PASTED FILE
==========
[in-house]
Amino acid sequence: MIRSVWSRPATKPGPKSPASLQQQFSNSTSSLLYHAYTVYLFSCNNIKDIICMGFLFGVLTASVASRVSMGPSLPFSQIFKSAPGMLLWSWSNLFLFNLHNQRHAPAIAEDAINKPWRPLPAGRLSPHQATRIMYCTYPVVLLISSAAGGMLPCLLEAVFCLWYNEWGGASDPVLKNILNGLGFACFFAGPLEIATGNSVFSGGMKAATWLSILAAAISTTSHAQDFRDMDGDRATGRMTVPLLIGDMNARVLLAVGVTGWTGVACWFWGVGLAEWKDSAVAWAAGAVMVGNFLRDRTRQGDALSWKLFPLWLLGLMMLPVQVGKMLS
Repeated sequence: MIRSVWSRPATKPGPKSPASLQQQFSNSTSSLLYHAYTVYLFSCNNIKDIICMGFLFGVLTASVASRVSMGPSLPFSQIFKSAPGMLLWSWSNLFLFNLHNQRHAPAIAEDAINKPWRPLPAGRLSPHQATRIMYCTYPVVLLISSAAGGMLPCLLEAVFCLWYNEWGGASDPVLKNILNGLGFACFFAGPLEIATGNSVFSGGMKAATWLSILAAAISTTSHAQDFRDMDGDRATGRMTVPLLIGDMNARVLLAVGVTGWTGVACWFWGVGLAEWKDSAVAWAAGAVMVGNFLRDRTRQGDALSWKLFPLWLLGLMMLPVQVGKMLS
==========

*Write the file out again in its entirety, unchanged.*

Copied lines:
[in-house]
Amino acid sequence: MIRSVWSRPATKPGPKSPASLQQQFSNSTSSLLYHAYTVYLFSCNNIKDIICMGFLFGVLTASVASRVSMGPSLPFSQIFKSAPGMLLWSWSNLFLFNLHNQRHAPAIAEDAINKPWRPLPAGRLSPHQATRIMYCTYPVVLLISSAAGGMLPCLLEAVFCLWYNEWGGASDPVLKNILNGLGFACFFAGPLEIATGNSVFSGGMKAATWLSILAAAISTTSHAQDFRDMDGDRATGRMTVPLLIGDMNARVLLAVGVTGWTGVACWFWGVGLAEWKDSAVAWAAGAVMVGNFLRDRTRQGDALSWKLFPLWLLGLMMLPVQVGKMLS
Repeated sequence: MIRSVWSRPATKPGPKSPASLQQQFSNSTSSLLYHAYTVYLFSCNNIKDIICMGFLFGVLTASVASRVSMGPSLPFSQIFKSAPGMLLWSWSNLFLFNLHNQRHAPAIAEDAINKPWRPLPAGRLSPHQATRIMYCTYPVVLLISSAAGGMLPCLLEAVFCLWYNEWGGASDPVLKNILNGLGFACFFAGPLEIATGNSVFSGGMKAATWLSILAAAISTTSHAQDFRDMDGDRATGRMTVPLLIGDMNARVLLAVGVTGWTGVACWFWGVGLAEWKDSAVAWAAGAVMVGNFLRDRTRQGDALSWKLFPLWLLGLMMLPVQVGKMLS